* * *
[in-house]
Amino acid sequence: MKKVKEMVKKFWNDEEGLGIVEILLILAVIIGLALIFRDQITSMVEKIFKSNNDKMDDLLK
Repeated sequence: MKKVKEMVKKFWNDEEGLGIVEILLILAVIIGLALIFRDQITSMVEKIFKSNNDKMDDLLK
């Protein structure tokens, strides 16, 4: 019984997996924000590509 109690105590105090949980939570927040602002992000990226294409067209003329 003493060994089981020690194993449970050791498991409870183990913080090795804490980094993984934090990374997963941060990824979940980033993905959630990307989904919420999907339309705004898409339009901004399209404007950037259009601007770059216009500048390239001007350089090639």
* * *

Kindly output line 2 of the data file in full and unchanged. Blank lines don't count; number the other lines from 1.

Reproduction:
Amino acid sequence: MKKVKEMVKKFWNDEEGLGIVEILLILAVIIGLALIFRDQITSMVEKIFKSNNDKMDDLLK